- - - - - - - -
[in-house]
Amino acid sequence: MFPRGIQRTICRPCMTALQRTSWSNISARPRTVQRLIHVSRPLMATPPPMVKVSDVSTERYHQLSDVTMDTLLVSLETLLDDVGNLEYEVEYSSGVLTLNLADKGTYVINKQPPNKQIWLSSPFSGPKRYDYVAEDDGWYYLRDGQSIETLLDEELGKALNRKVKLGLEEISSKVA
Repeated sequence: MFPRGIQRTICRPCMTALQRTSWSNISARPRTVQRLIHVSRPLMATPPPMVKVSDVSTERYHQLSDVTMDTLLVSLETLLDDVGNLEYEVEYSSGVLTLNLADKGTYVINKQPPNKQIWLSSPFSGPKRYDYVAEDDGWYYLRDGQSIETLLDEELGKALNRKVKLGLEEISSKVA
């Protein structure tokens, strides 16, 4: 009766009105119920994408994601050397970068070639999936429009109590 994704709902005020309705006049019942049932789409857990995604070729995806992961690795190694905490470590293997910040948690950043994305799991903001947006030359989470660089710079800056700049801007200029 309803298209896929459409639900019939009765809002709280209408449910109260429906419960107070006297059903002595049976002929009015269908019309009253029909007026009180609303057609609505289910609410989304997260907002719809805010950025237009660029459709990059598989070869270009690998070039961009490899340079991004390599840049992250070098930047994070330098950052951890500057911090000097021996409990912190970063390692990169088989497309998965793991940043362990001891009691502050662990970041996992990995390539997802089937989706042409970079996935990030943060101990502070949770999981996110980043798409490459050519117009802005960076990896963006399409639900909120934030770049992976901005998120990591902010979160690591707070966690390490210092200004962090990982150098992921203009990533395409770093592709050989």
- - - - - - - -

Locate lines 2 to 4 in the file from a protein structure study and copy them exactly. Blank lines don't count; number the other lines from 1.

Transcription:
Amino acid sequence: MFPRGIQRTICRPCMTALQRTSWSNISARPRTVQRLIHVSRPLMATPPPMVKVSDVSTERYHQLSDVTMDTLLVSLETLLDDVGNLEYEVEYSSGVLTLNLADKGTYVINKQPPNKQIWLSSPFSGPKRYDYVAEDDGWYYLRDGQSIETLLDEELGKALNRKVKLGLEEISSKVA
Repeated sequence: MFPRGIQRTICRPCMTALQRTSWSNISARPRTVQRLIHVSRPLMATPPPMVKVSDVSTERYHQLSDVTMDTLLVSLETLLDDVGNLEYEVEYSSGVLTLNLADKGTYVINKQPPNKQIWLSSPFSGPKRYDYVAEDDGWYYLRDGQSIETLLDEELGKALNRKVKLGLEEISSKVA
């Protein structure tokens, strides 16, 4: 009766009105119920994408994601050397970068070639999936429009109590 994704709902005020309705006049019942049932789409857990995604070729995806992961690795190694905490470590293997910040948690950043994305799991903001947006030359989470660089710079800056700049801007200029 309803298209896929459409639900019939009765809002709280209408449910109260429906419960107070006297059903002595049976002929009015269908019309009253029909007026009180609303057609609505289910609410989304997260907002719809805010950025237009660029459709990059598989070869270009690998070039961009490899340079991004390599840049992250070098930047994070330098950052951890500057911090000097021996409990912190970063390692990169088989497309998965793991940043362990001891009691502050662990970041996992990995390539997802089937989706042409970079996935990030943060101990502070949770999981996110980043798409490459050519117009802005960076990896963006399409639900909120934030770049992976901005998120990591902010979160690591707070966690390490210092200004962090990982150098992921203009990533395409770093592709050989």